What are District Councils?
In July 2021, the Chicago City Council passed an ordinance creating a new model for police oversight, accountability, and public safety. The ordinance creates two bodies: a citywide Community Commission for Public Safety and Accountability, with power to advance systemic reform, and District Councils, which will be elected in each police district and work to improve policing and public safety in the district. The Commission and District Councils will bring police officers and Chicago residents together to plan, prioritize, and build mutual trust; strengthen the police accountability system; give Chicagoans a meaningful new role in oversight; and explore and advance alternative effective approaches to public safety.
District Councils will be created in each of the City’s 22 police districts. They will be made of up three people elected in regular municipal elections every four years, though anyone can participate in District Council work, and the more people who participate, the more effective the District Councils can be. The first District Council elections will be in February 2023, when Chicagoans will also vote for candidates for aldermen and the mayor.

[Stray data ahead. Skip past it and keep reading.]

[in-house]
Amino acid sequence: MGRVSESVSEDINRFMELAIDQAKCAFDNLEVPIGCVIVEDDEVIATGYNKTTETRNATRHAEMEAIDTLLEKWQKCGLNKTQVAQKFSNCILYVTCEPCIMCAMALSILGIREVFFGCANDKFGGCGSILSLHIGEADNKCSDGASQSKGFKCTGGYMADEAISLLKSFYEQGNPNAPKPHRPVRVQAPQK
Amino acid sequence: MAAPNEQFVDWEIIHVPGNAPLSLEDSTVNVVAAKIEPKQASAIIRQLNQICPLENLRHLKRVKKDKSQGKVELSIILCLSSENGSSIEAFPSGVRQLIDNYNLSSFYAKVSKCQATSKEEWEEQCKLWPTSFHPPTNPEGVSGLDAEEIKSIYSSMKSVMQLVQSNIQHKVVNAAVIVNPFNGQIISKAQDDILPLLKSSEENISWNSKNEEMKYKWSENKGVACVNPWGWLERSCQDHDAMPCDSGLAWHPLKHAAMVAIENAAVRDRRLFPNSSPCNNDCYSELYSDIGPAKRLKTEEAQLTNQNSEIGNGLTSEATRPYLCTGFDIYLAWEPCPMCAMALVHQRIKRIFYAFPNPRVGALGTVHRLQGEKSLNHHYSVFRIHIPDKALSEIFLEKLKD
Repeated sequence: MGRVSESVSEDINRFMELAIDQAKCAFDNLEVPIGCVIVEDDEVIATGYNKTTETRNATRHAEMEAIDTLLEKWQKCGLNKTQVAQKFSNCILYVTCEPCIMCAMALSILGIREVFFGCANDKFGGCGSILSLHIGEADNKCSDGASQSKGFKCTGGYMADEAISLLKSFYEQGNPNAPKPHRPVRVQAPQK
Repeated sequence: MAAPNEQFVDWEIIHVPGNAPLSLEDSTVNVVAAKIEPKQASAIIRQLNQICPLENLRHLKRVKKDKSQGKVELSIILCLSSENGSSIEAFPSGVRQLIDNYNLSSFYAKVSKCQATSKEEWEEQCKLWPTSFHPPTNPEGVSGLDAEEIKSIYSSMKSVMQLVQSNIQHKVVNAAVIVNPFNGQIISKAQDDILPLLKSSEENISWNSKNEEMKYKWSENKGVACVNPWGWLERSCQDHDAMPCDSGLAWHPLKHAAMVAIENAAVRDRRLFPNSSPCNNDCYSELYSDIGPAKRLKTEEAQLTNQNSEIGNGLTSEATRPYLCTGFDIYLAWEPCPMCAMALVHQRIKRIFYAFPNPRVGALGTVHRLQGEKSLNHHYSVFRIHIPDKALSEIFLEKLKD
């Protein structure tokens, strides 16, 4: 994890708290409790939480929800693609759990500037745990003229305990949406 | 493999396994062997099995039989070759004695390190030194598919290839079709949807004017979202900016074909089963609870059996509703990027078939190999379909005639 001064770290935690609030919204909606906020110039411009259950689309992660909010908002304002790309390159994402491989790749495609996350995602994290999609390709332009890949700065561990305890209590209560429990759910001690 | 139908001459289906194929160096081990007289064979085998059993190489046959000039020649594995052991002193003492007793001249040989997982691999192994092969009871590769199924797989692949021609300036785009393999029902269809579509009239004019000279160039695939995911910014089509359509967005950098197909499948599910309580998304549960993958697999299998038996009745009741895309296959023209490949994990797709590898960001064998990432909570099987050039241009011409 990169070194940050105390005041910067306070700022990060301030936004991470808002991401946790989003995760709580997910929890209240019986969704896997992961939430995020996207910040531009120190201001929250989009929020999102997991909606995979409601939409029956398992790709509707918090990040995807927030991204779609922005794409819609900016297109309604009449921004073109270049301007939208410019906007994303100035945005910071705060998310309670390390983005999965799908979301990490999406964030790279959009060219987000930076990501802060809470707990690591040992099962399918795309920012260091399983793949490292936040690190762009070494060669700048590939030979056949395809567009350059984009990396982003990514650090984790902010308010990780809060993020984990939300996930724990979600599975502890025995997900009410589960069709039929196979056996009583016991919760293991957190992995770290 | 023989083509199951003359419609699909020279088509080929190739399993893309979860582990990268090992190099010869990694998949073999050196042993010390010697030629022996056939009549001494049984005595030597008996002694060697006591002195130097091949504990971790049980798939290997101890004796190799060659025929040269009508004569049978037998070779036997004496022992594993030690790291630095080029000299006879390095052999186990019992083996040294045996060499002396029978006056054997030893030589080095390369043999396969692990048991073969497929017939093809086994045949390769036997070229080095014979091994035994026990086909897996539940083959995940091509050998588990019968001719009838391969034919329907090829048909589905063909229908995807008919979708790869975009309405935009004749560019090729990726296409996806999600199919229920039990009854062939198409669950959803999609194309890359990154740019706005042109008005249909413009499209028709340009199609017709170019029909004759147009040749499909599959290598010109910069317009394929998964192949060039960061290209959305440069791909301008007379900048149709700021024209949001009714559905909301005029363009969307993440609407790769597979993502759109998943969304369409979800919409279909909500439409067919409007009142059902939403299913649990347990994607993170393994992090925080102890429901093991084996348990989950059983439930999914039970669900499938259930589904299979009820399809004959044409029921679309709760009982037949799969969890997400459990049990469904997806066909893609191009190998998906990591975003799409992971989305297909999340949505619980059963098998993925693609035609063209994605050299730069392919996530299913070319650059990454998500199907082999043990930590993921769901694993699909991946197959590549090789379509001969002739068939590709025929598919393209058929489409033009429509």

The District Councils will have several key roles:
- Building stronger connections between the police and the community at the district level, where the community is a true partner in making the neighborhood safer. They can work with the police to solve problems and set priorities.
- Collaborating in the development and implementation of community policing initiatives.
- Holding monthly public meetings, where residents can work with the police on local initiatives rooted in community concerns and priorities. They can also raise and work to address concerns about policing in the district, and increase accountability.
- Working with the community to get input on police department policies and practices.
- Working to develop and expand restorative justice and similar programs in the police district.
- Ensuring that the Community Commission for Public Safety and Accountability gets input from the community, so that the Commission’s work will be based on what people in neighborhoods across the city are concerned about.
- Nominating members of the Community Commission. Anyone who serves on the Community Commission must first have the support of elected District Council members.
(Source: Municipal Code of Chicago, 2-80-070(a) and (e))